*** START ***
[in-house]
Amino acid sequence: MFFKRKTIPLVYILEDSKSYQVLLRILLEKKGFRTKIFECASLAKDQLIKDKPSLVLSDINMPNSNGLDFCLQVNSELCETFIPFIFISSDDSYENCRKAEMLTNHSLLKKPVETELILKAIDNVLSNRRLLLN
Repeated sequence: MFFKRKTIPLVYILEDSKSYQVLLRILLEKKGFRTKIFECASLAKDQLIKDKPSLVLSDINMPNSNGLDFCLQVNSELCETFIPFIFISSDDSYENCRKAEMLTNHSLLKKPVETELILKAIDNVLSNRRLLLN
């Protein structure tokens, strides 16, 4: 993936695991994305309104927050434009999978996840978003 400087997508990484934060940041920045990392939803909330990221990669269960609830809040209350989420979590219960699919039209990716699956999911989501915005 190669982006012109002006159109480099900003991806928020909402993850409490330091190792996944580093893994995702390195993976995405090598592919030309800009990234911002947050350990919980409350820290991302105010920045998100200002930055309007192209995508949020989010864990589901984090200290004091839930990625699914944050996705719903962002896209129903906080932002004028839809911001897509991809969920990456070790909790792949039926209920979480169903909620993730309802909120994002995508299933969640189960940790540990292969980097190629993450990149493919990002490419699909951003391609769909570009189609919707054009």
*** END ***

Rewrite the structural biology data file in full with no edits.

[in-house]
Amino acid sequence: MFFKRKTIPLVYILEDSKSYQVLLRILLEKKGFRTKIFECASLAKDQLIKDKPSLVLSDINMPNSNGLDFCLQVNSELCETFIPFIFISSDDSYENCRKAEMLTNHSLLKKPVETELILKAIDNVLSNRRLLLN
Repeated sequence: MFFKRKTIPLVYILEDSKSYQVLLRILLEKKGFRTKIFECASLAKDQLIKDKPSLVLSDINMPNSNGLDFCLQVNSELCETFIPFIFISSDDSYENCRKAEMLTNHSLLKKPVETELILKAIDNVLSNRRLLLN
């Protein structure tokens, strides 16, 4: 993936695991994305309104927050434009999978996840978003 400087997508990484934060940041920045990392939803909330990221990669269960609830809040209350989420979590219960699919039209990716699956999911989501915005 190669982006012109002006159109480099900003991806928020909402993850409490330091190792996944580093893994995702390195993976995405090598592919030309800009990234911002947050350990919980409350820290991302105010920045998100200002930055309007192209995508949020989010864990589901984090200290004091839930990625699914944050996705719903962002896209129903906080932002004028839809911001897509991809969920990456070790909790792949039926209920979480169903909620993730309802909120994002995508299933969640189960940790540990292969980097190629993450990149493919990002490419699909951003391609769909570009189609919707054009």